Dan Bishop On Guns, HB2 And The Affordable Care Act
The general election campaign for North Carolina’s 9th Congressional District is on. In his first general election TV commercial Bishop says he is pro-gun, and said he doesn’t think gun control is the answer to reducing gun violence. In an interview with WFAE Morning Edition host Lisa Worf, he said solving mental health issues and building stronger families are important.
“The answer from the left to issues like that seem always be to restrict rights of law-abiding people, which seems implausible ineffective and contrary to the sort of basic principles of liberty that our country is built around.”
Bishop co-sponsored House Bill 2, which nullified parts of Charlotte’s non-discrimination ordinance for the gay, lesbian and transgender community. When asked whether he would have approached that legislation differently, he said every piece of legislation could be improved.
“Lots of things can happen in legislation that doesn’t turn out to be perfect when a controversy started,” said Bishop.
We will talk to McCready at Friday on Morning Edition. Play the audio to hear "Morning Edition" host Lisa Worf's conversation with Bishop.
Lisa Worf: If the first day of the general election campaign is any indication the 9th District congressional race is going to be intense. Republican Dan Bishop took his campaign outside the headquarters of Democrat Dan McCready yesterday to hold a press conference shortly before McCready held his own press conference inside. He had a cardboard cutout of McCready by his side, which is also part of Bishop's new ad in which he delivers the message that he is pro-life pro-gun and pro-wall. We'll talk to McCready at this time tomorrow. Today we have Mecklenburg State Senator Dan Bishop on the line. Good morning Mr. Bishop.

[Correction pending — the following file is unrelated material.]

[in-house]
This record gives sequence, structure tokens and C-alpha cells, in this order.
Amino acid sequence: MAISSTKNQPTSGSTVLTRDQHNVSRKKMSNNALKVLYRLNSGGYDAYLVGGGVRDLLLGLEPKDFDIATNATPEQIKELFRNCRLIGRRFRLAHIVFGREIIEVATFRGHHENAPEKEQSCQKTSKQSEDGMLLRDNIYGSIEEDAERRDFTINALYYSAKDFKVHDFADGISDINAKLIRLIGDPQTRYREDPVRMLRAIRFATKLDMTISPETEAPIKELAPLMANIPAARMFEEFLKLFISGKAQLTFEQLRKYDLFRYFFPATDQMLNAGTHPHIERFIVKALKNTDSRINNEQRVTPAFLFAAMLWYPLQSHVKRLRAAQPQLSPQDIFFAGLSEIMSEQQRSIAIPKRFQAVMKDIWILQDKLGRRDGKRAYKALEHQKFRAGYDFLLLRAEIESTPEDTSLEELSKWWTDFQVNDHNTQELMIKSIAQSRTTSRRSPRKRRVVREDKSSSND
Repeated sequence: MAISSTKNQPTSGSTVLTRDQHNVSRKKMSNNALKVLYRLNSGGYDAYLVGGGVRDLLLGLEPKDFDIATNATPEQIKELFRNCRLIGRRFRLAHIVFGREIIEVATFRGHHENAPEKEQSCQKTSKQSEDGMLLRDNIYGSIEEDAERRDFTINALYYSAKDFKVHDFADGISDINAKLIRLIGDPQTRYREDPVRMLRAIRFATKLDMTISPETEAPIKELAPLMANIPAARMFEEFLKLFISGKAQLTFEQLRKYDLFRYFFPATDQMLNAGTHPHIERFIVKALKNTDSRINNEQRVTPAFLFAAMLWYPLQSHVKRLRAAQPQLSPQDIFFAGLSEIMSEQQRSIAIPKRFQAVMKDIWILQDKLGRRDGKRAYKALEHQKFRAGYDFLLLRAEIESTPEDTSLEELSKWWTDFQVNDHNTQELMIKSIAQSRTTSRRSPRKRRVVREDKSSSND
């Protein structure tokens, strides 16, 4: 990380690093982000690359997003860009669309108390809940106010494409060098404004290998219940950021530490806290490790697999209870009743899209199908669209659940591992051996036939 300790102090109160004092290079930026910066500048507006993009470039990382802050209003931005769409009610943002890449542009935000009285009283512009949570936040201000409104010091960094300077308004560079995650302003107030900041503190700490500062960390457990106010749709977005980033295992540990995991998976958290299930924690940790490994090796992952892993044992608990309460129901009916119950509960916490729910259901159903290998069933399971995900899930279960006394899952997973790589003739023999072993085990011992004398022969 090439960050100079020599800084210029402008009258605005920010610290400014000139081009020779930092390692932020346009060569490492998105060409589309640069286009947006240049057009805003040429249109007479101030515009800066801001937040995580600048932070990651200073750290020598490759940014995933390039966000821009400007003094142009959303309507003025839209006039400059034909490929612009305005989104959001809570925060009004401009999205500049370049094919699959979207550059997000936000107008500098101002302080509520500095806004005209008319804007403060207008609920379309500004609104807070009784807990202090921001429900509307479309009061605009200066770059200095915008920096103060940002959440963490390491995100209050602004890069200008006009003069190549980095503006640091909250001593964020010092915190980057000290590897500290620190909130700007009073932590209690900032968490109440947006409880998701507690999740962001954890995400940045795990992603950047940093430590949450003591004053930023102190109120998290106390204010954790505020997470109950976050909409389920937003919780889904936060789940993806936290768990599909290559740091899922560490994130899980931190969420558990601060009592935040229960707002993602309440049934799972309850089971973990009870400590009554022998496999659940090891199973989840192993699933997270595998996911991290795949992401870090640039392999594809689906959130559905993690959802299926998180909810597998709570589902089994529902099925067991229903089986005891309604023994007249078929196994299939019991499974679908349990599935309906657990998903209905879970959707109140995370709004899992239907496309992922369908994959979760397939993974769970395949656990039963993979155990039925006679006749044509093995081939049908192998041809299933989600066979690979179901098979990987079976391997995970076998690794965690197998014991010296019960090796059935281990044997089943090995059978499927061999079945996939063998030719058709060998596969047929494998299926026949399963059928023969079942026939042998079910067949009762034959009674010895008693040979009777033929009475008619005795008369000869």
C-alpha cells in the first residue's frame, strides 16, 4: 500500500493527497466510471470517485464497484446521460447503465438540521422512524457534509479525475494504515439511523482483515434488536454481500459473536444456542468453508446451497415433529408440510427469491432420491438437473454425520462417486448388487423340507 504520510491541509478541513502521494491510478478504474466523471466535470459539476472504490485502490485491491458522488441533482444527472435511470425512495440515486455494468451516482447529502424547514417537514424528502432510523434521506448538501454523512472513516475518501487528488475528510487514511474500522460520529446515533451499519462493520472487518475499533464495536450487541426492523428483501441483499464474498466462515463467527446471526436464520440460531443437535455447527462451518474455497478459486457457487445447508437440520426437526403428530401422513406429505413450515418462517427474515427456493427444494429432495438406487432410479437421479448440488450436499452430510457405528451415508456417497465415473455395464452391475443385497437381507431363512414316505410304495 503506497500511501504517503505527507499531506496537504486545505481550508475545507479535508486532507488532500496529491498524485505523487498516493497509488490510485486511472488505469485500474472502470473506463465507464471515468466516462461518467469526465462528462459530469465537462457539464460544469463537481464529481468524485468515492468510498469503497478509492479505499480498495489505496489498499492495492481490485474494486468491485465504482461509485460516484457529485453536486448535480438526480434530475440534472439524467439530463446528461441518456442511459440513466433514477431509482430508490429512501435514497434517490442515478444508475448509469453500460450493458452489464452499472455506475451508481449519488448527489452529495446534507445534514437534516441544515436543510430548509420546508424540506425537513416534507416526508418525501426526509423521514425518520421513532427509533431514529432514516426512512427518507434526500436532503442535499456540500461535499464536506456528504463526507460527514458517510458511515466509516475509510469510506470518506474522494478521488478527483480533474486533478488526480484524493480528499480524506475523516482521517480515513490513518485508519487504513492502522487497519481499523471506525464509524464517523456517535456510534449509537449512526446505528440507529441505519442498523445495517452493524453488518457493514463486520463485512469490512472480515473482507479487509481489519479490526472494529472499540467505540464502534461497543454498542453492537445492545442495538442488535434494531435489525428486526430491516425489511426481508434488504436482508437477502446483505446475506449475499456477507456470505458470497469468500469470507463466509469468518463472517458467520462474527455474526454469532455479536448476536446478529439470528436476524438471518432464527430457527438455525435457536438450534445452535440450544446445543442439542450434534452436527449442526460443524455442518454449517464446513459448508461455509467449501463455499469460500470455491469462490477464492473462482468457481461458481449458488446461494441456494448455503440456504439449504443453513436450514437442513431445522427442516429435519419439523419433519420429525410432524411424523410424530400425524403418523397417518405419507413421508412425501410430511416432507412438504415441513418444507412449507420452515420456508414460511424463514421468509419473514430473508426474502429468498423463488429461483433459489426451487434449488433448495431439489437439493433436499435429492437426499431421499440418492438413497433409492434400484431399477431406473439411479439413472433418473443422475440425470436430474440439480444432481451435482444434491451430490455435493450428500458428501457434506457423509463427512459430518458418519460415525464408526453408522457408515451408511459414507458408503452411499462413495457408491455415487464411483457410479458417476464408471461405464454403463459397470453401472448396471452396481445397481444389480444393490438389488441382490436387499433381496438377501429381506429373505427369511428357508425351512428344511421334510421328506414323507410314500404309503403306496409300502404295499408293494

Dan Bishop: Good morning, Lisa.
Worf: I want to focus on the pro-gun part of your campaign ad. What does pro-gun mean?
Bishop: It means being unafraid to defend the Second Amendment right against those who have an extreme agenda to grab guns. The folks who want to confiscate weapons like Senator Elizabeth Warren, for example.
Worf: And as far as gun control measures?
Bishop: It certainly means that the way you approach the issue is with the healthy regard for the fact that the Second Amendment confers a right to bear arms and the hard left in this country has taken a position that's hostile to that basic inalienable right.
Worf: What is your solution to reducing gun violence whether that's school shootings or whether in Charlotte it's the increasing murder rate here?
Bishop: It's interesting. The answer from the left to issues like that seem always to be to restrict rights of law abiding people, which seems implausible, ineffective and contrary to the sort of basic principles of liberty that our country is built around. I think the problem is that we have a reduced sense of community, a number of social ills that lead to people being disconnected, mental health issues that are not adequately addressed and those things tend to multiply and don't receive the appropriate attention. And we continue to see sort of a decline or attacks on our fundamental values that promote sense of community. And I think those are the issues we need to focus on rather than treating a symptom of that problem.
Worf: When you talk about mental illness, for example, red flag laws, which would make it harder when someone may have a mental illness - people say they're concerned - a court could temporarily keep them from getting a gun. Would that be something that you could get behind as a commonsense measure?
Bishop: Again, the reaction there is looking for opportunities to seize people's guns as the solution. So I certainly think that anyone who has a mental illness and is a potential threat that's a concern if they've got weapons available, but it's not the only issue. The issue is to address the mental illness. And I think some, many folks fear that red flag laws can be used or exploited by the same folks who are interested in confiscating weapons generally as a pretext to seize weapons. So not sure that's the answer.
Worf: So how do you see some of these societal issues that you're saying as far as getting guns illegally and, seeing some of the crime we're seeing, how do you specifically see addressing that to try to cut down on the violence?